Whakaari / White Island: Support for a petition demanding that the charges against rescue helicopter pilots be dropped

Destroyer helicopter covered in ash after a volcano erupted on the Isle of Wight on December 9, 2019.

Helicopter / Instagram page

Destroyer helicopter covered in ash after a volcano erupted on the Isle of Wight on December 9, 2019.

More than 69,000 people signed a petition calling for charges against the Wakari / White Island pilots involved in the rescue and recovery mission to be dropped.

The Change.org A petition has been launched in support of pilots, Mark Low, CEO of Kahu NZ, and Tim Barrow, Director and Chief Pilot of Volcanic Air Helicopters and Floatplanes.

The two men participated in the initial rescue effort following the December 9, 2019 eruption 22 people were killed.

By Saturday morning, more than 69,000 signatures had been secured, with more people showing their support every minute. In 90 minutes more than 3000 new signatures were added.

Read more:
* Raise funds to defend the pilot “who led the attack” in rescuing Whakaari
* Adventure tourism is under review again, what about the role of WorkSafe?
* GNS Science, White Island Tours is included in 13 WorkSafe trials on Whakaari / White Island
* WorkSafe investigators are requesting information from White Island Tours

The petition asks Prime Minister Jacinda Ardern to acknowledge Law and Barrow’s extraordinary efforts, rather than letting WorkSafe charge them.

The description of the petition read: “These guys don’t deserve this treatment – as kiwis, we make things when the chips are running low.” “Let us defend these true heroes of Kiwi.”

Luo helped save five people from the island, Barrow gathered the last survivor. One person is reported to have died on board all the aircraft participating in the rescue mission.

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Thirteen parties have been charged by WorkSafe – 10 organizations and three individuals. GNS Science, White Island Tours, the National Emergency Management Agency (Civil Defense) and Volcanic Air have all confirmed they are among those facing charges.

Mark Low, CEO of Kahu NZ, rescued five people from Whakaari / White Island after it erupted in December, 2019.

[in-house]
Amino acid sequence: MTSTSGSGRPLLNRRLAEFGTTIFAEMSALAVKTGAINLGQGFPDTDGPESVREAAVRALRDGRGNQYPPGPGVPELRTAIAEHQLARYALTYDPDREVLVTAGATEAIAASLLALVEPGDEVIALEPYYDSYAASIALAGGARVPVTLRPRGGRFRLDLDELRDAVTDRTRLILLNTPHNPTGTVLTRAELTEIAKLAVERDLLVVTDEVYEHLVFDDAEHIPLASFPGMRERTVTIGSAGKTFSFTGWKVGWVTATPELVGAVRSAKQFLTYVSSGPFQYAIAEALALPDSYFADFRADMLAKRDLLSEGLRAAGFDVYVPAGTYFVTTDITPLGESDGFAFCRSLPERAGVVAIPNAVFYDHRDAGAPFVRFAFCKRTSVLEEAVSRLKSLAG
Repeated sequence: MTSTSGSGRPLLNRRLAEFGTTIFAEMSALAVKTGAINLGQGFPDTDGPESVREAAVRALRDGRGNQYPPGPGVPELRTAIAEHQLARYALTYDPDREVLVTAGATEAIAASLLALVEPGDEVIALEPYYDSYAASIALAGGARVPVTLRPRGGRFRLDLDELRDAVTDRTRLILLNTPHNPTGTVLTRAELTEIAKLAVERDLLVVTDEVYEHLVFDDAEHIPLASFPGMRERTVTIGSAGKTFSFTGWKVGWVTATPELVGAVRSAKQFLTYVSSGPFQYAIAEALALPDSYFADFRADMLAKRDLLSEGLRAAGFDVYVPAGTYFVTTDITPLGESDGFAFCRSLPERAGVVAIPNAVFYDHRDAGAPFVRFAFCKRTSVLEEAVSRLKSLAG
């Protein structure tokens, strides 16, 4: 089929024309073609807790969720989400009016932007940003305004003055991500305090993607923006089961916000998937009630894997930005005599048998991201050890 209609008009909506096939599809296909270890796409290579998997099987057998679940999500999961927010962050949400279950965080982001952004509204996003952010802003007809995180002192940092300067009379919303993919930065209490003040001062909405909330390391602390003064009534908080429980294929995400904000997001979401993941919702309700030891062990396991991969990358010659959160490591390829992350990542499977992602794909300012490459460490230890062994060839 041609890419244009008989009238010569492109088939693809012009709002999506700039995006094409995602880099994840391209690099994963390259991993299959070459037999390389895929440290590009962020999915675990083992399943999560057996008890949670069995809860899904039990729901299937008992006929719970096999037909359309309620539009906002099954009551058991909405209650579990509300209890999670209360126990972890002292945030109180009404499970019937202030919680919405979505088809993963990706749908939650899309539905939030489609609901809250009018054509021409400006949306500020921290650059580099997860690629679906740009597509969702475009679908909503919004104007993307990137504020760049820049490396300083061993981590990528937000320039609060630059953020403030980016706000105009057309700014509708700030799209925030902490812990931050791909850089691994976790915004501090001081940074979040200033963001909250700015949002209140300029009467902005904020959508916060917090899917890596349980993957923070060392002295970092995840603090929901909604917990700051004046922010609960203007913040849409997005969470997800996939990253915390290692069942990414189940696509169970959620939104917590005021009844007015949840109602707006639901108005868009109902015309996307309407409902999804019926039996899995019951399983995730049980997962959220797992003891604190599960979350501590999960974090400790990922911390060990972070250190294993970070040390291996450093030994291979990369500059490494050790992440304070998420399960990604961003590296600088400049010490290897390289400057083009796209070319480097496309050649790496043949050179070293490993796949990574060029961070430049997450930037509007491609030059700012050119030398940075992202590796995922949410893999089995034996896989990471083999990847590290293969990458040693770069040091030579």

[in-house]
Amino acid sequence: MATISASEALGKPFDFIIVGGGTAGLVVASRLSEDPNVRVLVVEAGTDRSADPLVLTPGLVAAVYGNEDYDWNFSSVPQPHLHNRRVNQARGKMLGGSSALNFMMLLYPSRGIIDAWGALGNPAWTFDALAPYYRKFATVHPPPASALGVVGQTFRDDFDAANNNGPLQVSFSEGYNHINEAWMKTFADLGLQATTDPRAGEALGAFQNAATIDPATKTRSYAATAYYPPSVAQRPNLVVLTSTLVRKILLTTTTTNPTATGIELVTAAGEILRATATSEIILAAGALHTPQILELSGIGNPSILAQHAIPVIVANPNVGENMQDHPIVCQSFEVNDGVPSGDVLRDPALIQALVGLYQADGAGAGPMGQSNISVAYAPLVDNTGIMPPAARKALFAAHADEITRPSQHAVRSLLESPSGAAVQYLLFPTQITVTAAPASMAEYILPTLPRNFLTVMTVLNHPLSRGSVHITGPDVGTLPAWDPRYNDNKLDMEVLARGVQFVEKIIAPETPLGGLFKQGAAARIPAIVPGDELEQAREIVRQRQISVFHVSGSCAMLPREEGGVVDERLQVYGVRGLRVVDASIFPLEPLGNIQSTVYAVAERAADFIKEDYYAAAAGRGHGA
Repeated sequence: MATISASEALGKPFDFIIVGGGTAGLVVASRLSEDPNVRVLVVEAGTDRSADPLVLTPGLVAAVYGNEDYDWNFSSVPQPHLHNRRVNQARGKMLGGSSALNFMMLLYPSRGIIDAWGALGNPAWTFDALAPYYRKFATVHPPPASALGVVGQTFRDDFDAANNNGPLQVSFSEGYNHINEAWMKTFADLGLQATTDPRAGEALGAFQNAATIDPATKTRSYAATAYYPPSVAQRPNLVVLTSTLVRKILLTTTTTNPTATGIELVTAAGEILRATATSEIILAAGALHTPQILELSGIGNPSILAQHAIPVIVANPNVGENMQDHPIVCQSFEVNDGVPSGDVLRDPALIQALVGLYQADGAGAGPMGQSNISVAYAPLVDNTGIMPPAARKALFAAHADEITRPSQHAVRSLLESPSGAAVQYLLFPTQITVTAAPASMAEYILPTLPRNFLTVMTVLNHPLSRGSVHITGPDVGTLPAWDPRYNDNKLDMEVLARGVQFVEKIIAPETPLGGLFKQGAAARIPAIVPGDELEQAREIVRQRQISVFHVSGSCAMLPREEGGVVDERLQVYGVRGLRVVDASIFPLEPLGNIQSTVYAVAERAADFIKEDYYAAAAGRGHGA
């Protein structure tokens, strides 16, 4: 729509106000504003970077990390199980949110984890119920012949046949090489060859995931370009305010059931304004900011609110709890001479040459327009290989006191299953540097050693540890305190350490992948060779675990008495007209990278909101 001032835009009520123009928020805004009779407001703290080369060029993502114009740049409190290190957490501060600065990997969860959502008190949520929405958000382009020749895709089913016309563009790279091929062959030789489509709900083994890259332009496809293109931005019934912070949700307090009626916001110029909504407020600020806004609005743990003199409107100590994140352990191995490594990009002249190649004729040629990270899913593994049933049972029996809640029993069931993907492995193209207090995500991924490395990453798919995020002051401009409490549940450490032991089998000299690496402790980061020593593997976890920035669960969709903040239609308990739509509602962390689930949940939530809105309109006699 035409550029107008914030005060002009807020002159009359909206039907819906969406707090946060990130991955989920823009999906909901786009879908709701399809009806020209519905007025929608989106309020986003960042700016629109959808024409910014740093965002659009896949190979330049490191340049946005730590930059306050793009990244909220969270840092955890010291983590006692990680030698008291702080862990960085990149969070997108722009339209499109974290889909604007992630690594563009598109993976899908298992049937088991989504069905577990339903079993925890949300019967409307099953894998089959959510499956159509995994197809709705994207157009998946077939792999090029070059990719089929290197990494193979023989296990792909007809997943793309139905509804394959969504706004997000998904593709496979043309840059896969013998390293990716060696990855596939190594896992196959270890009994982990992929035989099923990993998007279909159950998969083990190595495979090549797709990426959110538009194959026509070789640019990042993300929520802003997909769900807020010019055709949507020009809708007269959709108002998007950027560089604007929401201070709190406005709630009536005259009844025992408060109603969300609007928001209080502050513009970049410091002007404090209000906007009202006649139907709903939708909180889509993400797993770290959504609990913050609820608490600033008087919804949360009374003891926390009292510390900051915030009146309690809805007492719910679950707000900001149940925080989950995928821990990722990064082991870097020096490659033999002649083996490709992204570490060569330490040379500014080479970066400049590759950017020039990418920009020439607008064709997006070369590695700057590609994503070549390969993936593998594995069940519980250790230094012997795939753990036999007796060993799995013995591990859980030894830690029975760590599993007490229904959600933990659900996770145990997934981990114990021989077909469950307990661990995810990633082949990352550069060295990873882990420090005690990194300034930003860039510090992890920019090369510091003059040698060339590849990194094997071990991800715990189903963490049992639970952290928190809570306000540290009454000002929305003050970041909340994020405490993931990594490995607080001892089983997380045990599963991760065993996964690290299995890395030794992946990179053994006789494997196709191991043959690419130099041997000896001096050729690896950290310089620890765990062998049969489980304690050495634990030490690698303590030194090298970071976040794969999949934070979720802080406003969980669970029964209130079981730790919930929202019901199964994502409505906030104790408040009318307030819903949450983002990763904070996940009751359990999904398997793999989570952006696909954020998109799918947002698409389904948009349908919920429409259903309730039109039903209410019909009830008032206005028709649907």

Kristel Yardley / Staff

Mark Low, CEO of Kahu NZ, rescued five people from Whakaari / White Island after its December, 2019 eruption.

The WorkSafe investigation and subsequent charges relate to the period before the eruption, not the rescue and recovery options prior to the eruption.

“This was an unexpected event, but that doesn’t mean it was unexpected, and there is an obligation on operators to protect those in their care,” WorkSafe CEO Phil Parks said Monday.

Post-blast procedures may be subject to other procedures such as a coronary investigation.

Parks explained that the 13 parties accused did not fulfill their obligations under the Health and Safety at Work 2015 Act when taking tourists to the island.

“ As a nation, we need to look at this tragedy and ask whether we are really doing enough to ensure that our mothers, fathers, children and friends return to us at the end of each day in health and safety.

“It is now up to the judicial system to determine whether or not they did.”

Tim Barrow, Volcanic Air Safari director and chief pilot, helped transport the victims to safety after the explosion.

Domenico Zapata / Staff

Tim Barrow, Volcanic Air Safari director and chief pilot, helped transport the victims to safety after the explosion.

WorkSafe will not comment on the petition because the matter is in court.

Whakatāne Mayor Jody Turner considered it inappropriate to comment on the petition or charges due to court proceedings. She also indicated that full details of the WorkSafe report have not yet been released.

“I understand why they’re upset, and I totally understand that, but I think we need taihoa and just wait to see what it counts.”

Veteran pilot John Fonnel, who was also involved in rescue efforts on the island, is Raise money to help fund Law’s legal battle.

“The cost of defending these accusations is enormous, and the consequences will be greater if you do not defend them,” said Vonnell.

The serious accusations came as Law’s business, Kahu Helicopters, was close to collapsing.

“They shut down their airlifts because White Island was the bulk of their business, and of course they have no income in order to take on the challenge to make sure they get a fair hearing in court.”

Funnell was aware of the petition but did not follow up on it, however, he supports anything that could make life easier for those operators facing charges.

“The cost of defense is the biggest hurdle and this is where I tried to raise money.”

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